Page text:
Hund’s Rule

Orbitals in the same subshell are called degenerate orbitals and in these orbitals, electrons are filled in such a way that the pairing of electrons occurs only after each of the degenerate orbitals (same energy) occupies one electron. This is the Hund’s Rule of maximum multiplicity which also emphasize that the unpaired electrons present in orbitals of the same subshell should have parallel spins. Electron that are identical in charge tend to repel each other which can be minimized when these electrons are moved further apart by occupying different degenerate orbitals.

For example, carbon has 6 electrons and its electronic configuration is 1s22s22p2. The first two subshells are fully filled however 2p subshell contains two electrons and they cannot treat either orbital differently since they belong to the same energy level. Hence, the electrons occupy two different orbitals with the same spin direction as portrayed in Figure 1 (Huheey, Keiter, Keiter, & Medhi, 2006)

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Figure 1: Electron configuration of carbon.

An electron shall not pair with another in a half-filled orbital before having single occupancy in all of them. Therefore, at ground state when two electrons come in contact with each other they behave like magnets. First, they try to repel and move further away from each other and then pair up with opposite spins once they cannot move further at the same energy level. Since there are 1, 3, 5 and 7 orbitals in s, p, d and f subshell respectively, the pairing of electrons start with the entry of 2nd, 4th, 6th and 8th electron respectively (Singh, 2011). Moreover, half-filled and fully filled orbitals acquire more stability due to the symmetrical distribution of electrons.

Also, electrons in the outer shells do not the full force of positive charge of the nucleus due to the presence of inner shell electrons. Because of this screening effect the net positive nuclear charge decreases with an increase in angular quantum number or ‘l’.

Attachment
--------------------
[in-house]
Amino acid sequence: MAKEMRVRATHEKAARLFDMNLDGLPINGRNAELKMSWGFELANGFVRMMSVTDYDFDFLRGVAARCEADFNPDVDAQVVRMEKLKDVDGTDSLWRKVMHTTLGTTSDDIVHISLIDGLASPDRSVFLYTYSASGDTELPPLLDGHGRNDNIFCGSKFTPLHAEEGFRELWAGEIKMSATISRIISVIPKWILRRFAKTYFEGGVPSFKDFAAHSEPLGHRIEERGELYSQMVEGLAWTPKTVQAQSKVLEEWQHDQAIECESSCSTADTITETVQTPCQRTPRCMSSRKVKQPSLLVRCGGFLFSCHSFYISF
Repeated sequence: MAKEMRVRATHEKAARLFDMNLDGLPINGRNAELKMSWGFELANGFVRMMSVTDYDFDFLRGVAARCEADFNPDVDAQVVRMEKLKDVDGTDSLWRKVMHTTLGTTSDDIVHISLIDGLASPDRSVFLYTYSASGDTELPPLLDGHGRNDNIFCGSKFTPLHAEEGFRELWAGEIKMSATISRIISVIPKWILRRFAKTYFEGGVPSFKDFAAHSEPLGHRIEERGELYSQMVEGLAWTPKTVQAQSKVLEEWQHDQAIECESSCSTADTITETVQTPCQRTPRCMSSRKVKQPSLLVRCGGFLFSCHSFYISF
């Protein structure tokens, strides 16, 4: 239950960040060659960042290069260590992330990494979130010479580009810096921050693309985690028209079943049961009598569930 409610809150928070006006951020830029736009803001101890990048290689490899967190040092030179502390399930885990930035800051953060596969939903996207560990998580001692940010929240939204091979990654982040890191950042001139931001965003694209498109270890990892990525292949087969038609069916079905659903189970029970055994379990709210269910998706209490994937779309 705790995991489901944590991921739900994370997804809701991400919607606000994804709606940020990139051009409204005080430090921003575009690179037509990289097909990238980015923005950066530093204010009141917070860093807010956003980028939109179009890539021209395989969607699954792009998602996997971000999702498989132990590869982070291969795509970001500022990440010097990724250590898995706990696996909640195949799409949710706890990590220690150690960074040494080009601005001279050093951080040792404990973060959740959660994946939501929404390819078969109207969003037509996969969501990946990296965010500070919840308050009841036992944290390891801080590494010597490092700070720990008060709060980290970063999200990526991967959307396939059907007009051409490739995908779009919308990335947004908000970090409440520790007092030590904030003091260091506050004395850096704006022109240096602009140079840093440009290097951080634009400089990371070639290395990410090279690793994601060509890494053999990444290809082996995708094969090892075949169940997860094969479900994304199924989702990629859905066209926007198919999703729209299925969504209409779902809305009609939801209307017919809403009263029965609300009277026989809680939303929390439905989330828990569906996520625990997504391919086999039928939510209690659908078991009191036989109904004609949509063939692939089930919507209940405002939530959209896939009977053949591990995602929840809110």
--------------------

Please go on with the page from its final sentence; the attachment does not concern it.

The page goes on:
Diagram of Hund's rule in boron, carbon, nitrogen, and oxygen

Figure 2: The orbital diagrams visually reconstruct the electronic configuration by presenting each orbital separately and spins on the electrons. This is determined by first defining the subshell (s, p, d or f) and then drawing each electron within the box.

As shown in Figure 2, the electrons enter each orbital first before pairing up. Notice that in Nitrogen (Z=7), Hund’s rule depicts that the lowest energy arrangement is maintained with three unpaired electrons. And with Oxygen (Z=8) one electron must be pairs with one 2p orbital which gives two another unpaired electrons. Unpaired electrons are paramagnetic and the paired electrons are diamagnetic as they are repelled from a magnetic field. Table 1 shows the capacity of the first four principal energy levels.

Orbitals and electrons in the first four principal energy levels
Principal energy level (n) Type of subshell Number of orbitals (n2) Orbitals per type Maximum number of electrons (2n2)
1 s 1 1 2
2 s, p 4 1, 3 8
3 s, p, d 9 1, 3, 5 18
4 s, p, d, f 16 1, 3, 5, 7 32

 

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